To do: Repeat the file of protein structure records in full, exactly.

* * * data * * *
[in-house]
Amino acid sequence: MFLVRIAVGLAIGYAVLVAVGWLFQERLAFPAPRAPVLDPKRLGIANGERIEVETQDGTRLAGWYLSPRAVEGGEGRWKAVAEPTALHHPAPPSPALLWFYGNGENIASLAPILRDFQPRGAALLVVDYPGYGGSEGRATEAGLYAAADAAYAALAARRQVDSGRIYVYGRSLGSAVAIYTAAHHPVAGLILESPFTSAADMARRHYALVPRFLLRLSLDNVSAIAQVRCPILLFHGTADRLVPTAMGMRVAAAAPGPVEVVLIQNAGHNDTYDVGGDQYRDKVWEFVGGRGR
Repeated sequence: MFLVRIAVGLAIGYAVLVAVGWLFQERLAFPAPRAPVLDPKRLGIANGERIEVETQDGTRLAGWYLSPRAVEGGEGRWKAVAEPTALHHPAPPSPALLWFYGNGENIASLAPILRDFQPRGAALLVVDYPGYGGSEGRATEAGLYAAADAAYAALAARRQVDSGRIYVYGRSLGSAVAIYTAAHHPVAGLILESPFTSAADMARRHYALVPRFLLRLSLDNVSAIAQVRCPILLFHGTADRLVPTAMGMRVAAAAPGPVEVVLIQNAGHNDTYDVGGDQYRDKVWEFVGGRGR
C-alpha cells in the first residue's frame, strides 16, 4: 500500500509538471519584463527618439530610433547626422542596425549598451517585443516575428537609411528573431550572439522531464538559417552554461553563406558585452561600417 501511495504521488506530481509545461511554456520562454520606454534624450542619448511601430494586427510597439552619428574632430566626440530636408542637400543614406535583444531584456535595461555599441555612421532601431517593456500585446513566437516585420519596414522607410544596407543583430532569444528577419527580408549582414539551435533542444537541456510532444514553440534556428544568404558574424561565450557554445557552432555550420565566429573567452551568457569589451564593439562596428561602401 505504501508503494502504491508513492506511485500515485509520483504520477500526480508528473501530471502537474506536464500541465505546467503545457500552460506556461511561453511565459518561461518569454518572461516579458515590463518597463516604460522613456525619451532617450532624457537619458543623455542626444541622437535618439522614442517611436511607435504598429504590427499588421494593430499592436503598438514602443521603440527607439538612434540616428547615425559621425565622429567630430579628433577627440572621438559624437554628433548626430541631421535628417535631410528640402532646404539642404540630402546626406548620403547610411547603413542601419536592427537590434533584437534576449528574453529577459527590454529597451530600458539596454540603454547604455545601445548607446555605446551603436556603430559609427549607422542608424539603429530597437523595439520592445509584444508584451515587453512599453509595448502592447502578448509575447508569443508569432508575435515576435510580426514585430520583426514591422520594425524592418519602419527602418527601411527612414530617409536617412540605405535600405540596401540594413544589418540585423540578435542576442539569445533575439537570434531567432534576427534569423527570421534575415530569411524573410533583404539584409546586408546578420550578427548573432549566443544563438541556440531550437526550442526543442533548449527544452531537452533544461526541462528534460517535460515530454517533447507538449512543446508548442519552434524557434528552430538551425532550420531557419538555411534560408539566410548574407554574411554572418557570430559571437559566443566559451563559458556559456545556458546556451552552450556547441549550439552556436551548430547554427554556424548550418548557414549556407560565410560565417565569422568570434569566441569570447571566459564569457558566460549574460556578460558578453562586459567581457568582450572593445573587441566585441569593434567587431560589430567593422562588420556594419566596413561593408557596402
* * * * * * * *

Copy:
[in-house]
Amino acid sequence: MFLVRIAVGLAIGYAVLVAVGWLFQERLAFPAPRAPVLDPKRLGIANGERIEVETQDGTRLAGWYLSPRAVEGGEGRWKAVAEPTALHHPAPPSPALLWFYGNGENIASLAPILRDFQPRGAALLVVDYPGYGGSEGRATEAGLYAAADAAYAALAARRQVDSGRIYVYGRSLGSAVAIYTAAHHPVAGLILESPFTSAADMARRHYALVPRFLLRLSLDNVSAIAQVRCPILLFHGTADRLVPTAMGMRVAAAAPGPVEVVLIQNAGHNDTYDVGGDQYRDKVWEFVGGRGR
Repeated sequence: MFLVRIAVGLAIGYAVLVAVGWLFQERLAFPAPRAPVLDPKRLGIANGERIEVETQDGTRLAGWYLSPRAVEGGEGRWKAVAEPTALHHPAPPSPALLWFYGNGENIASLAPILRDFQPRGAALLVVDYPGYGGSEGRATEAGLYAAADAAYAALAARRQVDSGRIYVYGRSLGSAVAIYTAAHHPVAGLILESPFTSAADMARRHYALVPRFLLRLSLDNVSAIAQVRCPILLFHGTADRLVPTAMGMRVAAAAPGPVEVVLIQNAGHNDTYDVGGDQYRDKVWEFVGGRGR
C-alpha cells in the first residue's frame, strides 16, 4: 500500500509538471519584463527618439530610433547626422542596425549598451517585443516575428537609411528573431550572439522531464538559417552554461553563406558585452561600417 501511495504521488506530481509545461511554456520562454520606454534624450542619448511601430494586427510597439552619428574632430566626440530636408542637400543614406535583444531584456535595461555599441555612421532601431517593456500585446513566437516585420519596414522607410544596407543583430532569444528577419527580408549582414539551435533542444537541456510532444514553440534556428544568404558574424561565450557554445557552432555550420565566429573567452551568457569589451564593439562596428561602401 505504501508503494502504491508513492506511485500515485509520483504520477500526480508528473501530471502537474506536464500541465505546467503545457500552460506556461511561453511565459518561461518569454518572461516579458515590463518597463516604460522613456525619451532617450532624457537619458543623455542626444541622437535618439522614442517611436511607435504598429504590427499588421494593430499592436503598438514602443521603440527607439538612434540616428547615425559621425565622429567630430579628433577627440572621438559624437554628433548626430541631421535628417535631410528640402532646404539642404540630402546626406548620403547610411547603413542601419536592427537590434533584437534576449528574453529577459527590454529597451530600458539596454540603454547604455545601445548607446555605446551603436556603430559609427549607422542608424539603429530597437523595439520592445509584444508584451515587453512599453509595448502592447502578448509575447508569443508569432508575435515576435510580426514585430520583426514591422520594425524592418519602419527602418527601411527612414530617409536617412540605405535600405540596401540594413544589418540585423540578435542576442539569445533575439537570434531567432534576427534569423527570421534575415530569411524573410533583404539584409546586408546578420550578427548573432549566443544563438541556440531550437526550442526543442533548449527544452531537452533544461526541462528534460517535460515530454517533447507538449512543446508548442519552434524557434528552430538551425532550420531557419538555411534560408539566410548574407554574411554572418557570430559571437559566443566559451563559458556559456545556458546556451552552450556547441549550439552556436551548430547554427554556424548550418548557414549556407560565410560565417565569422568570434569566441569570447571566459564569457558566460549574460556578460558578453562586459567581457568582450572593445573587441566585441569593434567587431560589430567593422562588420556594419566596413561593408557596402